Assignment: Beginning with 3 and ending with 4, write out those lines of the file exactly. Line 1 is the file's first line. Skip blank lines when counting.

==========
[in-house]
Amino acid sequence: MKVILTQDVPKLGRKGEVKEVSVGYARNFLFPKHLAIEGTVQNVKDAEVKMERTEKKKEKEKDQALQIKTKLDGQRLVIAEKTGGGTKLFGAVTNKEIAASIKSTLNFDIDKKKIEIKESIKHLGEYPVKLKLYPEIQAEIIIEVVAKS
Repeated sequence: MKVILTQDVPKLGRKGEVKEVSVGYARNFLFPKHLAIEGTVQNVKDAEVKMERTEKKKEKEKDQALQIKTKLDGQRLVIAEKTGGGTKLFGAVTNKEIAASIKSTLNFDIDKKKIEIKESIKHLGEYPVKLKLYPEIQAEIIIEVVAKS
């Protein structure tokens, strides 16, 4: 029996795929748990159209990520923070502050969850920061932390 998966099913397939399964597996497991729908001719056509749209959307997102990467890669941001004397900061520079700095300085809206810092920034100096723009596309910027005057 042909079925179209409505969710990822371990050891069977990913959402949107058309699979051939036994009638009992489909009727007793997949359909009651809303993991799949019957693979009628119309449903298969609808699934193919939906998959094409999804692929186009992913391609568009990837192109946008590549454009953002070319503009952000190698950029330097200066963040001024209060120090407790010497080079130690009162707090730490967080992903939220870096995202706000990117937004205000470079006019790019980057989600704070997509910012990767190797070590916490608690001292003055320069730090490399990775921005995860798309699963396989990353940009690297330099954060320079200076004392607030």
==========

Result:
Repeated sequence: MKVILTQDVPKLGRKGEVKEVSVGYARNFLFPKHLAIEGTVQNVKDAEVKMERTEKKKEKEKDQALQIKTKLDGQRLVIAEKTGGGTKLFGAVTNKEIAASIKSTLNFDIDKKKIEIKESIKHLGEYPVKLKLYPEIQAEIIIEVVAKS
């Protein structure tokens, strides 16, 4: 029996795929748990159209990520923070502050969850920061932390 998966099913397939399964597996497991729908001719056509749209959307997102990467890669941001004397900061520079700095300085809206810092920034100096723009596309910027005057 042909079925179209409505969710990822371990050891069977990913959402949107058309699979051939036994009638009992489909009727007793997949359909009651809303993991799949019957693979009628119309449903298969609808699934193919939906998959094409999804692929186009992913391609568009990837192109946008590549454009953002070319503009952000190698950029330097200066963040001024209060120090407790010497080079130690009162707090730490967080992903939220870096995202706000990117937004205000470079006019790019980057989600704070997509910012990767190797070590916490608690001292003055320069730090490399990775921005995860798309699963396989990353940009690297330099954060320079200076004392607030």